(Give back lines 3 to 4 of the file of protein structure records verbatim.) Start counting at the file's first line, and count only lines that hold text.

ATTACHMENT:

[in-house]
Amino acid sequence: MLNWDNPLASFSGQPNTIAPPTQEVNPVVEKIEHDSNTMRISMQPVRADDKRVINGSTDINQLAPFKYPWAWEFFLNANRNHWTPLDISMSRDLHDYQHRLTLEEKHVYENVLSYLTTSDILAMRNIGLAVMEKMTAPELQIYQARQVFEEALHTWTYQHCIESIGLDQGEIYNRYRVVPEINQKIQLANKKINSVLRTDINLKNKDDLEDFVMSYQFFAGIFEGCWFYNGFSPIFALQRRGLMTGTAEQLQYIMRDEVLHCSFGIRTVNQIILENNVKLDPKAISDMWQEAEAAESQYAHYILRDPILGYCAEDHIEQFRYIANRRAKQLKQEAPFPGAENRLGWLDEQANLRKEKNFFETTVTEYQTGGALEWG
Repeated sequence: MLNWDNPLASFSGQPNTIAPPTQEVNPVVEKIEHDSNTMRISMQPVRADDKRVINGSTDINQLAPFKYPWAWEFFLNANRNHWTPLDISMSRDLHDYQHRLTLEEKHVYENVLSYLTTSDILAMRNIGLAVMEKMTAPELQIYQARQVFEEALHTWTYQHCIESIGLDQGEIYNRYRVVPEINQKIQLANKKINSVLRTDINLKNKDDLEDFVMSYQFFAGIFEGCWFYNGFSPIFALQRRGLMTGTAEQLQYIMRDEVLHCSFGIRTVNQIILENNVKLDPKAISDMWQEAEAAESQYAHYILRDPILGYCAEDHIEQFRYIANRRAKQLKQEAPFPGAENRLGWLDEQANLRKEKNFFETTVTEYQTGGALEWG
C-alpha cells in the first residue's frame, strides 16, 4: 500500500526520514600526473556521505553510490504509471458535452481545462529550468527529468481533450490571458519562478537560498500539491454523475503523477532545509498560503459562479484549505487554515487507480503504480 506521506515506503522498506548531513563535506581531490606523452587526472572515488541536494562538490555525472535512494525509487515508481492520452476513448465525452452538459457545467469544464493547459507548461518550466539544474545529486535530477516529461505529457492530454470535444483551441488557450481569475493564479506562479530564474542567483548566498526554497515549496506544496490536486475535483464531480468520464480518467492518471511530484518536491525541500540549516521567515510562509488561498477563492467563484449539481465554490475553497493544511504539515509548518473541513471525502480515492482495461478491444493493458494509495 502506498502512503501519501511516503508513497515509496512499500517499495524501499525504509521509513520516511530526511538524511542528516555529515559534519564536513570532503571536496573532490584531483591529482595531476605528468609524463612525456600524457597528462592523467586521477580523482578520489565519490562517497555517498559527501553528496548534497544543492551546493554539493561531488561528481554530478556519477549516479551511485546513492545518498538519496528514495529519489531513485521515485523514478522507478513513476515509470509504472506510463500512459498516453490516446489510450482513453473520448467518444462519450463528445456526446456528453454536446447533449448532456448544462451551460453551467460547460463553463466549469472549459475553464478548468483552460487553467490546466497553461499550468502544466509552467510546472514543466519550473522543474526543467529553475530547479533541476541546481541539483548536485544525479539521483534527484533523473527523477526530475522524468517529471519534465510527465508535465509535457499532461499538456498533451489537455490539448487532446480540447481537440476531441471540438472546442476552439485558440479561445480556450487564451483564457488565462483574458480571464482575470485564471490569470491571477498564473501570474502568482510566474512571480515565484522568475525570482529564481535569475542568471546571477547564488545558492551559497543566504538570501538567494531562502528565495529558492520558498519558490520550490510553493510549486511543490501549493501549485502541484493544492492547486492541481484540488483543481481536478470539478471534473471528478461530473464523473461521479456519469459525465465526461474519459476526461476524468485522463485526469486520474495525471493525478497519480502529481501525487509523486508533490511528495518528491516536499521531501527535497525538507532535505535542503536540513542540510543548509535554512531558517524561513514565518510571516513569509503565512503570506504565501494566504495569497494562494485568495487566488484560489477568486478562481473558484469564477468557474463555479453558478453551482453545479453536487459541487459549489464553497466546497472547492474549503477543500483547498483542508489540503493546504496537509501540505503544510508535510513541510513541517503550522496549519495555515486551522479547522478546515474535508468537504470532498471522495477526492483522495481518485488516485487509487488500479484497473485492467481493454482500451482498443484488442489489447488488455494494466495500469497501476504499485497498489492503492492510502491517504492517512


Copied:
Repeated sequence: MLNWDNPLASFSGQPNTIAPPTQEVNPVVEKIEHDSNTMRISMQPVRADDKRVINGSTDINQLAPFKYPWAWEFFLNANRNHWTPLDISMSRDLHDYQHRLTLEEKHVYENVLSYLTTSDILAMRNIGLAVMEKMTAPELQIYQARQVFEEALHTWTYQHCIESIGLDQGEIYNRYRVVPEINQKIQLANKKINSVLRTDINLKNKDDLEDFVMSYQFFAGIFEGCWFYNGFSPIFALQRRGLMTGTAEQLQYIMRDEVLHCSFGIRTVNQIILENNVKLDPKAISDMWQEAEAAESQYAHYILRDPILGYCAEDHIEQFRYIANRRAKQLKQEAPFPGAENRLGWLDEQANLRKEKNFFETTVTEYQTGGALEWG
C-alpha cells in the first residue's frame, strides 16, 4: 500500500526520514600526473556521505553510490504509471458535452481545462529550468527529468481533450490571458519562478537560498500539491454523475503523477532545509498560503459562479484549505487554515487507480503504480 506521506515506503522498506548531513563535506581531490606523452587526472572515488541536494562538490555525472535512494525509487515508481492520452476513448465525452452538459457545467469544464493547459507548461518550466539544474545529486535530477516529461505529457492530454470535444483551441488557450481569475493564479506562479530564474542567483548566498526554497515549496506544496490536486475535483464531480468520464480518467492518471511530484518536491525541500540549516521567515510562509488561498477563492467563484449539481465554490475553497493544511504539515509548518473541513471525502480515492482495461478491444493493458494509495 502506498502512503501519501511516503508513497515509496512499500517499495524501499525504509521509513520516511530526511538524511542528516555529515559534519564536513570532503571536496573532490584531483591529482595531476605528468609524463612525456600524457597528462592523467586521477580523482578520489565519490562517497555517498559527501553528496548534497544543492551546493554539493561531488561528481554530478556519477549516479551511485546513492545518498538519496528514495529519489531513485521515485523514478522507478513513476515509470509504472506510463500512459498516453490516446489510450482513453473520448467518444462519450463528445456526446456528453454536446447533449448532456448544462451551460453551467460547460463553463466549469472549459475553464478548468483552460487553467490546466497553461499550468502544466509552467510546472514543466519550473522543474526543467529553475530547479533541476541546481541539483548536485544525479539521483534527484533523473527523477526530475522524468517529471519534465510527465508535465509535457499532461499538456498533451489537455490539448487532446480540447481537440476531441471540438472546442476552439485558440479561445480556450487564451483564457488565462483574458480571464482575470485564471490569470491571477498564473501570474502568482510566474512571480515565484522568475525570482529564481535569475542568471546571477547564488545558492551559497543566504538570501538567494531562502528565495529558492520558498519558490520550490510553493510549486511543490501549493501549485502541484493544492492547486492541481484540488483543481481536478470539478471534473471528478461530473464523473461521479456519469459525465465526461474519459476526461476524468485522463485526469486520474495525471493525478497519480502529481501525487509523486508533490511528495518528491516536499521531501527535497525538507532535505535542503536540513542540510543548509535554512531558517524561513514565518510571516513569509503565512503570506504565501494566504495569497494562494485568495487566488484560489477568486478562481473558484469564477468557474463555479453558478453551482453545479453536487459541487459549489464553497466546497472547492474549503477543500483547498483542508489540503493546504496537509501540505503544510508535510513541510513541517503550522496549519495555515486551522479547522478546515474535508468537504470532498471522495477526492483522495481518485488516485487509487488500479484497473485492467481493454482500451482498443484488442489489447488488455494494466495500469497501476504499485497498489492503492492510502491517504492517512